Can a dispute resolution provision in a contract between two parties that states that “any dispute arising out of or relating to patents” shall be resolved through negotiations and mediation and should mediation fail to reach a result, either party may institute legal proceedings “but only in the United States District Court of Delaware, and no other” prohibit a party from filing a request for inter partes reexamination? The Court recently answered yes, despite a finding by the USPTO that such a provision is contrary to public policy and therefore the request for reexamination should be honored.
In Callaway Golf Company v. Acushnet Company, C.A. No. 06-091-SLR, Memo. Opinion (D. Del. Nov. 20, 2007), the defendant had entered into a prior settlement agreement with plaintiff’s predecessor-in-interest to resolve certain patent claims. Id. at 3. This agreement contained the language described above. Following two attempts at resolving their dispute via mediation, the defendant filed an inter partes reexamination request for each patent at issue in the lawsuit and then plaintiff subsequently filed the instant lawsuit. Callaway Golf moved for summary judgment for breach of contract and Acushnet moved for summary judgment of no breach of contract.
As a threshold matter, the Court found that because the plaintiff, Callaway was a “successor” as defined by the Agreement and further because the parties had previously engaged in two mediations as required by the Agreement that both parties are bound to the terms of that contract. Id. at 24-25.
Callaway, in addition to its summary judgment motion had also filed a petition with the USPTO to vacate the reexamination that was filed by Acushnet based on the provisions in the Agreement. The PTO dismissed the petition for many reasons including that there was no authority for private parties to abrogate the PTO’s statutory jurisdiction and that such a provision would be contrary to public policy. Id. at 26. Judge Robinson held that the Court “owes no deference to the PTO’s interpretation of the legal effect of the Agreement or, more generally, the legality of a provision that purports to prevent parties from filing inter partes reexaminations’ the PTO was clearly within its jurisdiction to dismiss plaintiff’s request to halt the proceedings. It does not follow, however, that defendant was not in breach when it filed its inter partes reexamination request in the first instance.” Id.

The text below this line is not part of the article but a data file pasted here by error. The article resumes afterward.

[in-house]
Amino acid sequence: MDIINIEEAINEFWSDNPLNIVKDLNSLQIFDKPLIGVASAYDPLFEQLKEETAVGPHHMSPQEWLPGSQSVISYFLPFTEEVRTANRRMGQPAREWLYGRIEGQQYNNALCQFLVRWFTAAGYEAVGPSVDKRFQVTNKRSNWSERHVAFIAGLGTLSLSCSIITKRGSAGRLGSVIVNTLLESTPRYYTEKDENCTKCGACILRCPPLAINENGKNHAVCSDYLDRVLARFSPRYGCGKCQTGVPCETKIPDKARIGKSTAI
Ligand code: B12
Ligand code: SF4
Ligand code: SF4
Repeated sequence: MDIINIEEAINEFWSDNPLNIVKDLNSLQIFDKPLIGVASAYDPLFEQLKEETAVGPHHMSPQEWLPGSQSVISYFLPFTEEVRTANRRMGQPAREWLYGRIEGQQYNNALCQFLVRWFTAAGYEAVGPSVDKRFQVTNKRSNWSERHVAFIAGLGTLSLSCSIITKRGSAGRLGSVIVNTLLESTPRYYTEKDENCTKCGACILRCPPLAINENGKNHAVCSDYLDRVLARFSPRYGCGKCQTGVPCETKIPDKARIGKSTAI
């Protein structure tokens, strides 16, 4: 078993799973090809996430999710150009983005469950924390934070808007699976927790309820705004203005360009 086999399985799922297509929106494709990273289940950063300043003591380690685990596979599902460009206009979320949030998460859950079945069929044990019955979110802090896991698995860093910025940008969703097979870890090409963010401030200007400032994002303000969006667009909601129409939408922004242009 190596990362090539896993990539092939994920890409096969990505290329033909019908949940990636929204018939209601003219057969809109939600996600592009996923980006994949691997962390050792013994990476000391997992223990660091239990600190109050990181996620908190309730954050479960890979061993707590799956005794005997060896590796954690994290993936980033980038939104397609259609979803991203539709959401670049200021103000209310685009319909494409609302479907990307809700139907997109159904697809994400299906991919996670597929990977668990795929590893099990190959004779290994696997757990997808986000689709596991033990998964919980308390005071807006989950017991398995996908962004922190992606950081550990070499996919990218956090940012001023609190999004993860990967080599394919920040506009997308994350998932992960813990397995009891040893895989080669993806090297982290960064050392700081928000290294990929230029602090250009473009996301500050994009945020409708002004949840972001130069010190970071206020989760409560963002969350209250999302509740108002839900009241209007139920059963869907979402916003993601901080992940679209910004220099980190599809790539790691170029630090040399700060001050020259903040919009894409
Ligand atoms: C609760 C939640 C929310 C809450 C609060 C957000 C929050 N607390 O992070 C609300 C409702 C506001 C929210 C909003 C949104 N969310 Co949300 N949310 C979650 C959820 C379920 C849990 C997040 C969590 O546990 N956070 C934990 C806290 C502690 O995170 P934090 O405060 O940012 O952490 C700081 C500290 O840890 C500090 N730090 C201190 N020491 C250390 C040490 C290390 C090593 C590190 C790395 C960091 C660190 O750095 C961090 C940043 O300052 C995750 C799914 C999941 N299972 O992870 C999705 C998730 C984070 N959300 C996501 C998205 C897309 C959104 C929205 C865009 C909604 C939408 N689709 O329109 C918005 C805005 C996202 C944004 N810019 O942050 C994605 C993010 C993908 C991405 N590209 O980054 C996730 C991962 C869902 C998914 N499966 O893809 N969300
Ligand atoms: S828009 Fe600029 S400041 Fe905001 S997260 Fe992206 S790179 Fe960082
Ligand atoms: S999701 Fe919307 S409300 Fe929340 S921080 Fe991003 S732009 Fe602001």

Ultimately, the Court found that because reexamination was not listed as a possible procedure for resolution of a dispute between the parties (only mediation and litigation in the D. Del. were), it is precluded as a possible remedy for any dispute involving the patents-at-issue. Id. at 27. The Court compares such a provision as “akin to a forum selection clause” as it does not effect either party’s interest in adjudicating the validity of the patent it just requires them to do so before a Court instead of the PTO. Id. at 28. Finally, the Court finds that such a holding is not against public policy since: (1) the public is not a party to the Agreement and (2) any third party can still challenge the validity of the patents through a request for reexamination. Id. at 29.